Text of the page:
Before I ever met Jay Adams, while I was in graduate school struggling to defend the sufficiency of Scripture to my professors and classmates, I began reading everything I could that he had written on the subject. He almost single-handedly kept me from losing my mind amidst an avalanche of the presuppositionally humanistic counseling theories I was imbibing.
I like to say Jay is responsible for my wife marrying me. After meeting Kim in 1986, she wasn’t interested in even having a conversation with me until she found out I was one of those “Nouthetic counselors”. Kim had always herself argued for the sufficiency of the Bible to address the problems of life amidst her peers who were pursuing degrees from integrational schools. Upon discovering nouthetic counseling in Competent to Counsel, Jay became her immediate hero.
Jay became one of my personal mentors early in my career. For close to 15 years, we met annually for a fishing trip on Lake Hartwell when he would let me pick his brain for hours at a time. I would save up my theological and counseling questions throughout the year and, as we were fishing, I would glean everything I could from his incredibly deep well of wisdom.
One year I came up early and spent the night with Jay and his wife, Betty Jane. After one of our interrogation sessions, (me bombarding him with questions, and he firing back with Scripture and clear biblical reasoning) I realized for the first time how astronomically high his intellect really was. I never noticed before, because he would hide it so well. I had been in Jay’s presence while he was counseling (where, contrary to his “defending the faith” persona, I found him to be a “rough tough creampuff”), while he was lecturing, and even a couple of times while he was confronting other Christian leaders, but it wasn’t until we were at the checkout line at Walmart buying fishing supplies and I saw him winsomely relating to the cashier, that I realized why I never appreciated his brilliance: He always treated and respected me and everyone else he knew as an equal.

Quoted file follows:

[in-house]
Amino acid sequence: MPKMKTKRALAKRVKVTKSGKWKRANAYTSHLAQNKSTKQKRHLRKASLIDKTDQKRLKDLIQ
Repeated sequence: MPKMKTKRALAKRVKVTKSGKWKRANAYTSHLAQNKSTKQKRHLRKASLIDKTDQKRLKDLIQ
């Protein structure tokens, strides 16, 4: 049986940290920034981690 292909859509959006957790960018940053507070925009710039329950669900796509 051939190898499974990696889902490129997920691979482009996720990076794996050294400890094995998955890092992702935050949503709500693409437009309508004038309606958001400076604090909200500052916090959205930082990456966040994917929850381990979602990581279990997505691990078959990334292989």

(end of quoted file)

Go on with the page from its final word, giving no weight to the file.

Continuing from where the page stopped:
Jay Adams had an amazing ability to size you up quickly, and adjust his way of relating to your persona. In one sense it was sort of like the kenosis passage in the second chapter of Philippians. As Christ veiled (cloaked or camouflaged) some of His deity, Jay would “cloak” his intellectual brilliance. He was Humble! Unlike so many academics, his intellect did not, as I once recall him depict, “protrude from his personality like a rat from the body of a python that had just swallowed it.”
On one fishing trip in particular, I was really discouraged about the state of the American church, especially the wide scale acceptance of some pretty bad theology. I will never forget Jay’s counsel. First, he said (in essence),
Because the Bible predicts that it will be this way, the very thing that is troubling you should give you comfort in the veracity of Scripture. In book after book of the New Testament, we read that this is the way it was, and this is the way it will be. If things in the church were not fraught with doctrinal issues and disruptiveness, you might have reason to doubt the authenticity of the Bible.
The next piece of advice was fatherly. Jay Adams said, “Just stay close to the theology of the reformers and you will not be led astray.”
Jay E. Adams, will surely go down in history as one of the greatest reformers of the 20th century. Jay was a faithful friend to me. I know I will see my friend again, and I look forward to an eternity of fishing trips with him in the new creation (DV).